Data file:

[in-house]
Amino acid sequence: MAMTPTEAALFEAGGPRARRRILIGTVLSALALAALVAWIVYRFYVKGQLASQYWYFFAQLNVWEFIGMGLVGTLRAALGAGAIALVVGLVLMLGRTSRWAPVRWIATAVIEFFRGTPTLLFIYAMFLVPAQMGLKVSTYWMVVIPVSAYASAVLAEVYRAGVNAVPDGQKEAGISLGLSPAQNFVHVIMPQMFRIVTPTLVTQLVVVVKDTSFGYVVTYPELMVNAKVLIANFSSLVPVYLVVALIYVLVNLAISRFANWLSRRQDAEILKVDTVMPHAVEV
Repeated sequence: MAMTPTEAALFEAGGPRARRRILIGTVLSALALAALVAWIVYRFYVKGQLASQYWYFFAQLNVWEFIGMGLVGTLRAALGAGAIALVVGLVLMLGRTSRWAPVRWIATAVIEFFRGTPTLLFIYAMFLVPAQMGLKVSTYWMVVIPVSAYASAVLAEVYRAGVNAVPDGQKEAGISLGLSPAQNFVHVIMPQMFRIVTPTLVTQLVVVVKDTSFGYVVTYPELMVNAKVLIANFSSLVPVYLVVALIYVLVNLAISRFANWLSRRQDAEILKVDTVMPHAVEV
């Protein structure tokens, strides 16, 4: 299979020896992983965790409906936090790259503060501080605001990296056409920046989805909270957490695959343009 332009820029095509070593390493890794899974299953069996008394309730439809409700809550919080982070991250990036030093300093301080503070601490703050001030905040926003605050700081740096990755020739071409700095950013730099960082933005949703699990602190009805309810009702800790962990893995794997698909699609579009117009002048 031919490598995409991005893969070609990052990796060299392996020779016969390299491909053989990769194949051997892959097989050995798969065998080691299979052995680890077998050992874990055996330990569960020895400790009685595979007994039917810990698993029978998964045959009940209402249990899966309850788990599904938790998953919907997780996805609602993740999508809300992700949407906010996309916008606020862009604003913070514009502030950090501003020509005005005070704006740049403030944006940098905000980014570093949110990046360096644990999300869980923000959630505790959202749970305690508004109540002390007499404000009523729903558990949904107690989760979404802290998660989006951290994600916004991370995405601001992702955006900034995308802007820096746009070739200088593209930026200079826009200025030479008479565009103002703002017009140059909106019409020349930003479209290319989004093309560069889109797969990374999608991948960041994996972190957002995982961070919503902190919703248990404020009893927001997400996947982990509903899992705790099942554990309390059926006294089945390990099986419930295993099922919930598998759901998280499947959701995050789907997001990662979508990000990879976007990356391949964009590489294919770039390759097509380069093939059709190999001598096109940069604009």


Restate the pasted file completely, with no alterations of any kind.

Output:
[in-house]
Amino acid sequence: MAMTPTEAALFEAGGPRARRRILIGTVLSALALAALVAWIVYRFYVKGQLASQYWYFFAQLNVWEFIGMGLVGTLRAALGAGAIALVVGLVLMLGRTSRWAPVRWIATAVIEFFRGTPTLLFIYAMFLVPAQMGLKVSTYWMVVIPVSAYASAVLAEVYRAGVNAVPDGQKEAGISLGLSPAQNFVHVIMPQMFRIVTPTLVTQLVVVVKDTSFGYVVTYPELMVNAKVLIANFSSLVPVYLVVALIYVLVNLAISRFANWLSRRQDAEILKVDTVMPHAVEV
Repeated sequence: MAMTPTEAALFEAGGPRARRRILIGTVLSALALAALVAWIVYRFYVKGQLASQYWYFFAQLNVWEFIGMGLVGTLRAALGAGAIALVVGLVLMLGRTSRWAPVRWIATAVIEFFRGTPTLLFIYAMFLVPAQMGLKVSTYWMVVIPVSAYASAVLAEVYRAGVNAVPDGQKEAGISLGLSPAQNFVHVIMPQMFRIVTPTLVTQLVVVVKDTSFGYVVTYPELMVNAKVLIANFSSLVPVYLVVALIYVLVNLAISRFANWLSRRQDAEILKVDTVMPHAVEV
């Protein structure tokens, strides 16, 4: 299979020896992983965790409906936090790259503060501080605001990296056409920046989805909270957490695959343009 332009820029095509070593390493890794899974299953069996008394309730439809409700809550919080982070991250990036030093300093301080503070601490703050001030905040926003605050700081740096990755020739071409700095950013730099960082933005949703699990602190009805309810009702800790962990893995794997698909699609579009117009002048 031919490598995409991005893969070609990052990796060299392996020779016969390299491909053989990769194949051997892959097989050995798969065998080691299979052995680890077998050992874990055996330990569960020895400790009685595979007994039917810990698993029978998964045959009940209402249990899966309850788990599904938790998953919907997780996805609602993740999508809300992700949407906010996309916008606020862009604003913070514009502030950090501003020509005005005070704006740049403030944006940098905000980014570093949110990046360096644990999300869980923000959630505790959202749970305690508004109540002390007499404000009523729903558990949904107690989760979404802290998660989006951290994600916004991370995405601001992702955006900034995308802007820096746009070739200088593209930026200079826009200025030479008479565009103002703002017009140059909106019409020349930003479209290319989004093309560069889109797969990374999608991948960041994996972190957002995982961070919503902190919703248990404020009893927001997400996947982990509903899992705790099942554990309390059926006294089945390990099986419930295993099922919930598998759901998280499947959701995050789907997001990662979508990000990879976007990356391949964009590489294919770039390759097509380069093939059709190999001598096109940069604009």